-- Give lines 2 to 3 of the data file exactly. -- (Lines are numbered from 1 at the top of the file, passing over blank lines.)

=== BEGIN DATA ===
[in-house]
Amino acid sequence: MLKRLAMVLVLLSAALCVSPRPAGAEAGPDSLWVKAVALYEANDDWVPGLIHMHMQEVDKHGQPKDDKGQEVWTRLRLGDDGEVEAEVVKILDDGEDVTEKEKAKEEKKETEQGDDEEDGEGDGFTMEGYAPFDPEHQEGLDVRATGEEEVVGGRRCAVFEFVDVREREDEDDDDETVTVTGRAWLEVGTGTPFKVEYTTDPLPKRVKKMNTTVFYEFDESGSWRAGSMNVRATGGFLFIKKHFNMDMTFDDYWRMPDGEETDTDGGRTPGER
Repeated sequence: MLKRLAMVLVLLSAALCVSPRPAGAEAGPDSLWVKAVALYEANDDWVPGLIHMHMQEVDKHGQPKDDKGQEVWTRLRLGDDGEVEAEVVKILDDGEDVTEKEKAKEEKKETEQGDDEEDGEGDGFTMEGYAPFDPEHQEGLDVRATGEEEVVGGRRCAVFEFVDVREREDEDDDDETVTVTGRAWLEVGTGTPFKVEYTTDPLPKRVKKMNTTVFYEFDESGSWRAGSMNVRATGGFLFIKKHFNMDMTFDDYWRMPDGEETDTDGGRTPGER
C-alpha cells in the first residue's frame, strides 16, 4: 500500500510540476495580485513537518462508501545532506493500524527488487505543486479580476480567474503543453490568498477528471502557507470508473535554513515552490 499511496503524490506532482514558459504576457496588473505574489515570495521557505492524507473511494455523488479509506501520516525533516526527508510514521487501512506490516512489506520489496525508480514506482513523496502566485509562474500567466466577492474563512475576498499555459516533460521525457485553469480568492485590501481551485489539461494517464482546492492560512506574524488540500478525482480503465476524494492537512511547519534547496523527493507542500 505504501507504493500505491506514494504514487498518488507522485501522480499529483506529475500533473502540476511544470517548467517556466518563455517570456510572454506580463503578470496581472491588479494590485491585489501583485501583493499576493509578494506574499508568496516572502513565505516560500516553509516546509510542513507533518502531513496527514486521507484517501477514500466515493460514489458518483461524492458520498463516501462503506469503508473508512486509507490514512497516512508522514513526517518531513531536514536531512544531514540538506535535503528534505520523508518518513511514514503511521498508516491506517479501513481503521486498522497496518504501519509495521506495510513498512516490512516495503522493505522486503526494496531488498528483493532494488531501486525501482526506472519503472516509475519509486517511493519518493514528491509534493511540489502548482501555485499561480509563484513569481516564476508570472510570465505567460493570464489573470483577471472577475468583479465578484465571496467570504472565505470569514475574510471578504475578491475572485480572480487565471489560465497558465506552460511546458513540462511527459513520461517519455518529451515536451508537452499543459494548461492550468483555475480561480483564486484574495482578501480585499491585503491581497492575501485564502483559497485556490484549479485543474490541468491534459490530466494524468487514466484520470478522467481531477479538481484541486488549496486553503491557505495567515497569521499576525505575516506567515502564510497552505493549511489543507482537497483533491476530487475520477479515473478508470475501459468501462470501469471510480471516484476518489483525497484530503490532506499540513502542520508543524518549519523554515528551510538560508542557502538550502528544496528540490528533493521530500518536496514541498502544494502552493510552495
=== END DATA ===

Amino acid sequence: MLKRLAMVLVLLSAALCVSPRPAGAEAGPDSLWVKAVALYEANDDWVPGLIHMHMQEVDKHGQPKDDKGQEVWTRLRLGDDGEVEAEVVKILDDGEDVTEKEKAKEEKKETEQGDDEEDGEGDGFTMEGYAPFDPEHQEGLDVRATGEEEVVGGRRCAVFEFVDVREREDEDDDDETVTVTGRAWLEVGTGTPFKVEYTTDPLPKRVKKMNTTVFYEFDESGSWRAGSMNVRATGGFLFIKKHFNMDMTFDDYWRMPDGEETDTDGGRTPGER
Repeated sequence: MLKRLAMVLVLLSAALCVSPRPAGAEAGPDSLWVKAVALYEANDDWVPGLIHMHMQEVDKHGQPKDDKGQEVWTRLRLGDDGEVEAEVVKILDDGEDVTEKEKAKEEKKETEQGDDEEDGEGDGFTMEGYAPFDPEHQEGLDVRATGEEEVVGGRRCAVFEFVDVREREDEDDDDETVTVTGRAWLEVGTGTPFKVEYTTDPLPKRVKKMNTTVFYEFDESGSWRAGSMNVRATGGFLFIKKHFNMDMTFDDYWRMPDGEETDTDGGRTPGER